8 Italian Cities for Every Type of Traveler
Originally published on PassionPassport.com
“You may have the universe if I may have Italy.” (Giuseppe Verdi)
Though Italy has only been an official republic since 1946, it is the fifth most-visited country in the world by foreign visitors. The boot-shaped nation contains more UNESCO World Heritage Sites than any other, was once the heart of the mighty Roman Empire, and has inspired artists, travelers, and lay people for centuries.
It’s difficult to choose a single city to visit in this Mediterranean country, which is why many visitors frequent several during the same trip. But in a country full of history, art, architecture, romance, great food, stunning scenery, and beautiful coastal towns, narrowing your list can seem nearly impossible.
Here are some suggestions:
FOR HISTORY BUFFS — ROMA
Founded: 753 B.C.
Known for: Being the capital of Italy and the seat and namesake of the once-powerful Roman Empire.
Top attractions: Colosseum, Roman Forum, Trevi Fountain, Pantheon, Vatican City, Spanish Steps
Best time to visit: October to April
Why you should go: If you’ve always been fascinated with the Roman Empire, a trip to the Italian capital should be top of your list. The busy streets and modern metropolitan areas, coupled with the ancient arenas and cobblestone sidewalks combine to give the city a unique atmosphere.
FOR ART-LOVERS — FIRENZE
Founded: 59 B.C.
Known for: Being the birthplace of the Renaissance and the home to Michelangelo’s famous “David” statue.
Top attractions: Florence Cathedral & Duomo, Uffizi Gallery, Ponte Vecchio, Galleria dell’Accademia
Best time to visit: May, June, or September
Why you should go: Though it’s one of the more well-known cities in Italy, Florence still maintains a small-town feel since it’s possible to walk from one end to the other in a mere hour. The piazzas, yellow-tinted buildings, museums, gelato shops, and street art make this Tuscan city a quintessential Italian experience.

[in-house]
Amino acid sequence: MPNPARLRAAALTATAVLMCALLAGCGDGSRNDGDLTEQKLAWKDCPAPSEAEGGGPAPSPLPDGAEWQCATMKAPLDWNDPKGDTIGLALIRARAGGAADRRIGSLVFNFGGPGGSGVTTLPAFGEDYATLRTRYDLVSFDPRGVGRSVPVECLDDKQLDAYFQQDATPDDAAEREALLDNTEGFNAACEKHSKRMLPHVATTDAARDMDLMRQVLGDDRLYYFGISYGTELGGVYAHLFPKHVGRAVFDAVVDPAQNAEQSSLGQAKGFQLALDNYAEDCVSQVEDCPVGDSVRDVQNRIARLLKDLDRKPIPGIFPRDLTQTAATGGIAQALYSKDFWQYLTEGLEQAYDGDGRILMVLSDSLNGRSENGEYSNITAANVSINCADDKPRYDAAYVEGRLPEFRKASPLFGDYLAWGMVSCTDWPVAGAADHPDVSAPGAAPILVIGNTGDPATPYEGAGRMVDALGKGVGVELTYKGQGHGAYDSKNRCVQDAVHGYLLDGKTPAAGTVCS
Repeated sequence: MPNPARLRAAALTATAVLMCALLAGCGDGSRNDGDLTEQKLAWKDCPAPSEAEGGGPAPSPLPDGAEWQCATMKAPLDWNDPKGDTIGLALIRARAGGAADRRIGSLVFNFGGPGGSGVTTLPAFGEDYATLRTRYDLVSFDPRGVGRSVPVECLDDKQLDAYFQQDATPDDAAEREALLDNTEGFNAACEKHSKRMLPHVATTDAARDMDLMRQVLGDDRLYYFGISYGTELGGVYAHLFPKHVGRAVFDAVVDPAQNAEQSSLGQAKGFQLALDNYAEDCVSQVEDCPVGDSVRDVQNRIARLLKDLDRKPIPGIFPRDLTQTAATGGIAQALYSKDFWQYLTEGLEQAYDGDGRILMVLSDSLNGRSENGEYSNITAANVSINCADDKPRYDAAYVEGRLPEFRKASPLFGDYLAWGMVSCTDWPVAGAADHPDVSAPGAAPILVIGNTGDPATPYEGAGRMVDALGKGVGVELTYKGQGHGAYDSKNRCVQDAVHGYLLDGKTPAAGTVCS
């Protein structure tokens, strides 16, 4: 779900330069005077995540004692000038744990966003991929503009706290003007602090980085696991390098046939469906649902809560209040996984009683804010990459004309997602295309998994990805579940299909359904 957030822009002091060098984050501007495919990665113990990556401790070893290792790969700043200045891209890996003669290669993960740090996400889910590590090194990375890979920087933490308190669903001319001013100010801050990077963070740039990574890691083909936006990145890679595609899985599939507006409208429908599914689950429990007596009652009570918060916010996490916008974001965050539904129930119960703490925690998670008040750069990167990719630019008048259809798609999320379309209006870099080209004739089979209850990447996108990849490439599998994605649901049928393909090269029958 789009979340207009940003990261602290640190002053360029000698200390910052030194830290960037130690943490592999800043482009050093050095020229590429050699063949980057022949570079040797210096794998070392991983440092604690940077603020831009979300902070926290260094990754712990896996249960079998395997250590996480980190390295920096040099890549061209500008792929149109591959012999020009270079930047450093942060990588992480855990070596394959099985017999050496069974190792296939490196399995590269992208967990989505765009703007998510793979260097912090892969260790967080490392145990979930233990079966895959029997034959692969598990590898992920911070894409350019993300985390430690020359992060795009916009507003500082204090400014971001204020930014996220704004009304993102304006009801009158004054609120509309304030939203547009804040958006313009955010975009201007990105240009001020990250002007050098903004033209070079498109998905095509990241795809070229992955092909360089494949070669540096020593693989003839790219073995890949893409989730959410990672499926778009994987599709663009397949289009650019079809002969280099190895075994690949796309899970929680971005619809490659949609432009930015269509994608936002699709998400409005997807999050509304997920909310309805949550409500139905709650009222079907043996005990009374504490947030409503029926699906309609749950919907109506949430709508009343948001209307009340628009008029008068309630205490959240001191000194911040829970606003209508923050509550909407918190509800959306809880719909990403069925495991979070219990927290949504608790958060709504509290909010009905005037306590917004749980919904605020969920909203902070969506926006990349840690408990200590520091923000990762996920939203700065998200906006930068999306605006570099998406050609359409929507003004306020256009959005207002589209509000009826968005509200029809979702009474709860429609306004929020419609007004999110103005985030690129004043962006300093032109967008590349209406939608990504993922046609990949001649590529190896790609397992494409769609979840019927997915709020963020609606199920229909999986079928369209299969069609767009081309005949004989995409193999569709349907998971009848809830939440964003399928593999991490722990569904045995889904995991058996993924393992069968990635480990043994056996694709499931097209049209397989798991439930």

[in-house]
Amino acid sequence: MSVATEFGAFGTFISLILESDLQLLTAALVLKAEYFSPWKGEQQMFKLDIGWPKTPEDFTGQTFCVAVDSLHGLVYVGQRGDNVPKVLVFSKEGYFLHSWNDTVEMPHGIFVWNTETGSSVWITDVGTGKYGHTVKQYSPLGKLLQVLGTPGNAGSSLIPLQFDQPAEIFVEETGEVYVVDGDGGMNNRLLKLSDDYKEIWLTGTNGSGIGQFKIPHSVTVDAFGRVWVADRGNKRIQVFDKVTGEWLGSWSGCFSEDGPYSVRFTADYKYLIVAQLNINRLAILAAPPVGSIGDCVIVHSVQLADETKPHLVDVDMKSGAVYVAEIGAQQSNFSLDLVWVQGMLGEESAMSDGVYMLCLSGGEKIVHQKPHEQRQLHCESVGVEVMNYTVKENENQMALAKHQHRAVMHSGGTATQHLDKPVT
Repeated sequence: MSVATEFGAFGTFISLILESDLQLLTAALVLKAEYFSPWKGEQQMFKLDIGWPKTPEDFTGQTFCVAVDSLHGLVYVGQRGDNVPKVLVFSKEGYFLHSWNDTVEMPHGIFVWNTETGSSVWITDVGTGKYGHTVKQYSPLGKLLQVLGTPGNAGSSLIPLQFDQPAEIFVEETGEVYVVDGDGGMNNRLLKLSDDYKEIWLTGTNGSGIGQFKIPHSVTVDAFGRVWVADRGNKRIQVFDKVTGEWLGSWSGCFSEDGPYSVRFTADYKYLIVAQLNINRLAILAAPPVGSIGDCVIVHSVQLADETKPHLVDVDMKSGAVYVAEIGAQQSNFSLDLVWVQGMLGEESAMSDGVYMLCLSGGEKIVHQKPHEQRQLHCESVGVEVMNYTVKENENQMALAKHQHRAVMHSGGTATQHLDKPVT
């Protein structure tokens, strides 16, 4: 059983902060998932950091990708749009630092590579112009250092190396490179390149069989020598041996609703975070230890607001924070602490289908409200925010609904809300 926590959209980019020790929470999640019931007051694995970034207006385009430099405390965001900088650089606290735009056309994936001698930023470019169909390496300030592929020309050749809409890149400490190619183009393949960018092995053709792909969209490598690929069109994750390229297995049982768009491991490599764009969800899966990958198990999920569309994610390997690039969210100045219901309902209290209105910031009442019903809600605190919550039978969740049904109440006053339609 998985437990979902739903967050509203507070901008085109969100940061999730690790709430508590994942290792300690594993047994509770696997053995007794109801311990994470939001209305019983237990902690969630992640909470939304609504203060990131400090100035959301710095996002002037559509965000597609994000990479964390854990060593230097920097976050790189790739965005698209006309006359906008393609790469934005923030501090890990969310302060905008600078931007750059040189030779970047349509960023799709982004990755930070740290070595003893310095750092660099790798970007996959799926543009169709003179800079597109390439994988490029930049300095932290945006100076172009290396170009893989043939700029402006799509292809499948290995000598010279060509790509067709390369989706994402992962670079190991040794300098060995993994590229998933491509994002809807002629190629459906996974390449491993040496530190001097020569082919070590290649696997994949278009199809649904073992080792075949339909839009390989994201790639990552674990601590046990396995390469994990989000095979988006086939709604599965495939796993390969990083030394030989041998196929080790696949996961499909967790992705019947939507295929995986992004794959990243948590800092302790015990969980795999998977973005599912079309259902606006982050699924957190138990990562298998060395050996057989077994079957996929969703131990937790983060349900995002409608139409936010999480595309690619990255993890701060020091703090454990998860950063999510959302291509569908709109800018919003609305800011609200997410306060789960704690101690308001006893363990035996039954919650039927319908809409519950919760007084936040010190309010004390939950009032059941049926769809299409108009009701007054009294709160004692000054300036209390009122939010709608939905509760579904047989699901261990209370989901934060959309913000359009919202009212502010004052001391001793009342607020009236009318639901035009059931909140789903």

FOR ROMANTICS — VENEZIA
Known for:Its twisting canals, charming gondoliers, and masked traditions.
Top attractions:St. Mark’s Square, St. Mark’s Basilica, Rialto Bridge, the Grand Canal, Doge’s Palace
Best time to visit: September to November
Why you should go: Venice’s lack of motor vehicles makes it easy to believe you’ve stepped back in time. The maze of canals and bridges and alleyways is a delight to navigate, and the entire city is reminiscent of an empire lost to time. Ditch your map and make sure you visit soon!
FOR THE FASHION-OBSESSED — MILANO
Founded: 600 B.C.
Known for: Being the fashion capital of the world and the economic power of Italy.
Top attractions: Milan Cathedral & Duomo, Leonardo Da Vinci’s “Last Supper,” Sforza Castle, Galleria Vittorio Emanuele II
Best time to visit: April, May, or October
Why you should go: While Rome, Tuscany, and Venice get the Hollywood treatment, fast-paced Milan will give you a good look at what everyday life is like in Italy. Its more compact size also makes it easier to digest than the enormity of Rome.
FOR FOODIES — BOLOGNA
Known for: Being home to the first university in the Western world, and the birthplace of a pasta sauce with a similar name.
Top attractions: San Petronio Basilica, the Leaning Towers, Sanctuary of the Madonna di San Luca
Best time to visit: September to November
Why you should go: Only 30 minutes from Florence, this hidden gem flourishes in the Emilia-Romagna countryside. Bologna is full of interesting museums, cathedrals, and towers, and its rusty red color will charm any traveler. Don’t forget to try pasta alla bolognese.
FOR ARCHITECTURE FIENDS — PISA
Part of Italy Since: 110 B.C.
Known for: A certain famous leaning tower.
Top attractions:Leaning Tower of Pisa, Piazza dei Miracoli, Pisa Baptistery, Camposanto Monumentale
Best time to visit: April to June
Why you should go: Come for the Leaning Tower, but stay for everything else. Pisa is home to more than 20 other historic churches, medieval palaces, and beautiful bridges over the Arno River. Make sure to venture inside the Cathedral and churches, too, as sometimes what’s inside is even more stunning.
FOR SUN-SEEKERS — THE CINQUE TERRE
Part of Italy Since:10th-11th century
Known for: Its five colorful, cliffside towns and connecting hiking trails.
The five cities (from north to south): Monterosso al Mare, Vernazza, Corniglia, Manarola, Riomaggiore
Best time to visit: June or September
Why you should go: The five villages of the Cinque Terre may be known as one, but, if you take time to explore each, you’ll find that they have unique personalities. Choose one as a home base and explore all five, using the local train, ferry, or hiking trails to get from one to the next.
FOR BEACH BUMS — THE AMALFI COAST & CAPRI
Part of Italy Since: 1137
Known for: Sun-drenched days, a citrus fruit and the liqueur it produces, and the winding roads along the coast.
Popular towns of the Amalfi Coast: Amalfi, Positano, Ravello, Atrani, Vietri sul Mare
Best time to visit: May
Why you should go: There’s a reason it is believed part of Odysseus’ story took place in this coastal area. The Amalfi Coast — and the nearby island, Capri — sparkle in the constant sunlight. A winding road leads through towns full of colorful buildings and beach umbrellas, lemon trees and limoncello, handmade sandals and expensive trinkets.